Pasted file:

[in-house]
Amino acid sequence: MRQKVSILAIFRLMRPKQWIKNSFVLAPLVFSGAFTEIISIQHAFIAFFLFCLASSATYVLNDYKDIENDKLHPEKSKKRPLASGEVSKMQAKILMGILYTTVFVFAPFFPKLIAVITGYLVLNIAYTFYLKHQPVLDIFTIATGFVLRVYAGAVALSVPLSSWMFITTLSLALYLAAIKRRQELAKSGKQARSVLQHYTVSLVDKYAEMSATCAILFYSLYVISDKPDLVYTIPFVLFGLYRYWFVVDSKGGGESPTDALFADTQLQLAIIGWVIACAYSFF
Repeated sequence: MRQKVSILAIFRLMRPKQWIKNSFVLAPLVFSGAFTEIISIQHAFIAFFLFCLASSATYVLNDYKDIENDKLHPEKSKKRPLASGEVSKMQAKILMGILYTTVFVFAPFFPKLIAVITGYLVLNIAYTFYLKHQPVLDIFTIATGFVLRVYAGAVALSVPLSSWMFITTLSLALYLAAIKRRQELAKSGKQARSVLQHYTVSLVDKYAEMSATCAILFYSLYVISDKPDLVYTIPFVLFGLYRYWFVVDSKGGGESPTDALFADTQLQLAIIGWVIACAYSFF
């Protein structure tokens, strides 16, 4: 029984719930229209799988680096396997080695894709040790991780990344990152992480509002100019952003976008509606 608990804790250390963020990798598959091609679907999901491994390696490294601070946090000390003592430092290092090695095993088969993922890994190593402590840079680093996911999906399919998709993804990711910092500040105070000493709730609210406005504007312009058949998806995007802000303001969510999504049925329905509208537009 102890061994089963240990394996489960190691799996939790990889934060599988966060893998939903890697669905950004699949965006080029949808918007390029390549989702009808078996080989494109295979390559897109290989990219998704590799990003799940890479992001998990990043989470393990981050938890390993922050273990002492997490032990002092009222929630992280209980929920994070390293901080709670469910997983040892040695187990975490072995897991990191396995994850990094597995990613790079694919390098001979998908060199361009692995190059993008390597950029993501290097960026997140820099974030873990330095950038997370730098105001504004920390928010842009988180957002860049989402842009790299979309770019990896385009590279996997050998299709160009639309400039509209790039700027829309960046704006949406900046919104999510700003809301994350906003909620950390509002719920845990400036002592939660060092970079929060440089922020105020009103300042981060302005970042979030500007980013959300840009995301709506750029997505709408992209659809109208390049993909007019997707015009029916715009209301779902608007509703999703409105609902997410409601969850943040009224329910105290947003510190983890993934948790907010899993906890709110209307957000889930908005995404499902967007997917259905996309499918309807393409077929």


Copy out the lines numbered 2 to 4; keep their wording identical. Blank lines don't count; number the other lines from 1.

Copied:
Amino acid sequence: MRQKVSILAIFRLMRPKQWIKNSFVLAPLVFSGAFTEIISIQHAFIAFFLFCLASSATYVLNDYKDIENDKLHPEKSKKRPLASGEVSKMQAKILMGILYTTVFVFAPFFPKLIAVITGYLVLNIAYTFYLKHQPVLDIFTIATGFVLRVYAGAVALSVPLSSWMFITTLSLALYLAAIKRRQELAKSGKQARSVLQHYTVSLVDKYAEMSATCAILFYSLYVISDKPDLVYTIPFVLFGLYRYWFVVDSKGGGESPTDALFADTQLQLAIIGWVIACAYSFF
Repeated sequence: MRQKVSILAIFRLMRPKQWIKNSFVLAPLVFSGAFTEIISIQHAFIAFFLFCLASSATYVLNDYKDIENDKLHPEKSKKRPLASGEVSKMQAKILMGILYTTVFVFAPFFPKLIAVITGYLVLNIAYTFYLKHQPVLDIFTIATGFVLRVYAGAVALSVPLSSWMFITTLSLALYLAAIKRRQELAKSGKQARSVLQHYTVSLVDKYAEMSATCAILFYSLYVISDKPDLVYTIPFVLFGLYRYWFVVDSKGGGESPTDALFADTQLQLAIIGWVIACAYSFF
């Protein structure tokens, strides 16, 4: 029984719930229209799988680096396997080695894709040790991780990344990152992480509002100019952003976008509606 608990804790250390963020990798598959091609679907999901491994390696490294601070946090000390003592430092290092090695095993088969993922890994190593402590840079680093996911999906399919998709993804990711910092500040105070000493709730609210406005504007312009058949998806995007802000303001969510999504049925329905509208537009 102890061994089963240990394996489960190691799996939790990889934060599988966060893998939903890697669905950004699949965006080029949808918007390029390549989702009808078996080989494109295979390559897109290989990219998704590799990003799940890479992001998990990043989470393990981050938890390993922050273990002492997490032990002092009222929630992280209980929920994070390293901080709670469910997983040892040695187990975490072995897991990191396995994850990094597995990613790079694919390098001979998908060199361009692995190059993008390597950029993501290097960026997140820099974030873990330095950038997370730098105001504004920390928010842009988180957002860049989402842009790299979309770019990896385009590279996997050998299709160009639309400039509209790039700027829309960046704006949406900046919104999510700003809301994350906003909620950390509002719920845990400036002592939660060092970079929060440089922020105020009103300042981060302005970042979030500007980013959300840009995301709506750029997505709408992209659809109208390049993909007019997707015009029916715009209301779902608007509703999703409105609902997410409601969850943040009224329910105290947003510190983890993934948790907010899993906890709110209307957000889930908005995404499902967007997917259905996309499918309807393409077929």